A second pandemic Mother’s Day

As an American business woman, I’m constantly aware of the inequities faced by my gender in the American business world. The pandemic year has been particularly hard on women in business. The losses falling disproportionately on working mothers and hardest on those who are BIPOC. I am not a Mother, and yet the kitchen garden series wouldn’t exist without the many professional women with children in my network. My financial advisor is a working mother, as is my accountant, some of my marketing consultants, many shop owners that stock my wares, the artists I collaborate with and the production manager of the shop that sews for me as well as a large number of the amazing seamstresses there.

A year ago I wrote a blog about my bright spots under quarantine. One of them I called “knowing the essentials”. I wrote “As a consequence of sheltering in place, I’ve had a great opportunity to notice what’s essential to my well being. I can choose what’s vital to my mental health and I can use the skills I’ve gained to re-examine my choices from time to time. “ At the end of this long year, I realize that my work is essential to my well being. It is one of the things that has gotten me through this pandemic, keeping my mind engaged and my hands busy and it contributes to my sense of self worth, giving meaning to my days, weeks, months. I’m proud to have kept my business afloat and continued to help the professional women with children in my network keep their businesses afloat.

Mother’s day is coming and, whether or not you get Mom a gift, take the time to let her know you see her struggle. According to the US department of labor, since the start of the pandemic, over 2 million women nationwide have dropped out of the workforce. Most of them Mothers who made the sacrifice in the face of school closures.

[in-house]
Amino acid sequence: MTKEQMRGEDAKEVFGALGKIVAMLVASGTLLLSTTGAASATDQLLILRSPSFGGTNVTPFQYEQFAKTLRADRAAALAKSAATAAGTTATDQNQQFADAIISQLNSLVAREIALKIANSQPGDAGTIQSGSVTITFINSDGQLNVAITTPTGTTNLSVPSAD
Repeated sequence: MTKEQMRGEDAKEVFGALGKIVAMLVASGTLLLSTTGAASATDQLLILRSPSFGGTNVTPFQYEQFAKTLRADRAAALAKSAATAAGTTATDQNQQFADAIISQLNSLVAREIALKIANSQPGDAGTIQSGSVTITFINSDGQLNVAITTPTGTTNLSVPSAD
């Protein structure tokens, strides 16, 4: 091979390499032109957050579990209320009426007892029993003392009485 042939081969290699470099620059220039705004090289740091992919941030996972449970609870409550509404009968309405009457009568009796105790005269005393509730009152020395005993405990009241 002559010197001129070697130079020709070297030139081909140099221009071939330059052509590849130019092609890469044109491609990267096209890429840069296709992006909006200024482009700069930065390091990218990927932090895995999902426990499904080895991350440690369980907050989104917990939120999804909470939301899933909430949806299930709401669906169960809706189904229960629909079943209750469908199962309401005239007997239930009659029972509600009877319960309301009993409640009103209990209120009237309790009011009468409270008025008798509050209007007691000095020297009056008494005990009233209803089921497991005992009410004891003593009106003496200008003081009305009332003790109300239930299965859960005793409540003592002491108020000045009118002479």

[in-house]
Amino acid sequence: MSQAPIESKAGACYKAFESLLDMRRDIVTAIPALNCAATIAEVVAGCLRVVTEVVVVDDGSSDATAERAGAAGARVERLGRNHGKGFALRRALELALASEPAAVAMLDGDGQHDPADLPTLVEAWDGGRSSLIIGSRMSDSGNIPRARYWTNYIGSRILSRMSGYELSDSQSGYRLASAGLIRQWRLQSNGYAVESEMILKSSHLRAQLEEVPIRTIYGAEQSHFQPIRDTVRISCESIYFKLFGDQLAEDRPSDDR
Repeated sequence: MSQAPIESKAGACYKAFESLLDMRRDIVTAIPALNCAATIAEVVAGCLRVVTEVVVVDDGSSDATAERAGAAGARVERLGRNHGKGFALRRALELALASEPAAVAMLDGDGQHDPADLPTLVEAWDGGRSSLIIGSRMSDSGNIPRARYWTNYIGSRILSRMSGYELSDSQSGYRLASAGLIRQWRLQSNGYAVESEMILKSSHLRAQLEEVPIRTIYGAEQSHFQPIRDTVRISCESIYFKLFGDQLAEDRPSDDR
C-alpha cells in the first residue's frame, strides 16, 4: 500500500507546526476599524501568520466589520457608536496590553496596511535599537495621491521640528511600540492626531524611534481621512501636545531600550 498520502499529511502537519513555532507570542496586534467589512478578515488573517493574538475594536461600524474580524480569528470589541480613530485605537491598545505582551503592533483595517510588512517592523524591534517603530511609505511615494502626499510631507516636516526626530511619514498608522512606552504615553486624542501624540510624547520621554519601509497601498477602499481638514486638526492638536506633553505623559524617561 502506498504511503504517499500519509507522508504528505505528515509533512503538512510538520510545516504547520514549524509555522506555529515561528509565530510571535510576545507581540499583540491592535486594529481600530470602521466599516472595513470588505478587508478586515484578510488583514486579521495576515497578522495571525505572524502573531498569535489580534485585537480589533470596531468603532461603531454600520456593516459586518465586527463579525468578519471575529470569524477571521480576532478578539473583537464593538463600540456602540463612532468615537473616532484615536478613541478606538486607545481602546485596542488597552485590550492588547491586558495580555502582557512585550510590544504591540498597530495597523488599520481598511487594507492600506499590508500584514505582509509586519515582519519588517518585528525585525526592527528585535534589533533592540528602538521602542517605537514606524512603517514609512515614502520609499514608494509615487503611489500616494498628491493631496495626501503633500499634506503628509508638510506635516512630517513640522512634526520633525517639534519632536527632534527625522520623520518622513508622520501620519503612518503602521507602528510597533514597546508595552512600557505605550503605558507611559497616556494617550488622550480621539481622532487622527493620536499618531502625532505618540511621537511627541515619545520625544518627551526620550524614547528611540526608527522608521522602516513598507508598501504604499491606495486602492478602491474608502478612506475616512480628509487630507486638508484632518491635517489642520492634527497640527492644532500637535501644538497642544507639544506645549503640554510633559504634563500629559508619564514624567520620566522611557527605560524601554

Here are a couple of ways you can help Professional Women with children regain some of what the pandemic took from them.

  • If you are in business, join me in making a commitment to working business to business with woman owned companies and making sure 30% of those are BIPOC.
  • If you are not in business, spend your dollars with woman owned companies and choose those who do business with 30% BIPOC and woman owned companies.

So, if your mother has been lusting after one of our Mothers day sets, by all means get it for her! She deserves it and you can confidently tell her that you got it from a company that is committed to women and BIPOC in business. If a handmade card is what you’re planning, that’s perfect too! Either way, start the conversation with Mom and everyone else about gender and racial equity in business. If we are to regain the equity lost during this pandemic and progress beyond pre-pandemic equity, the numbers matter!

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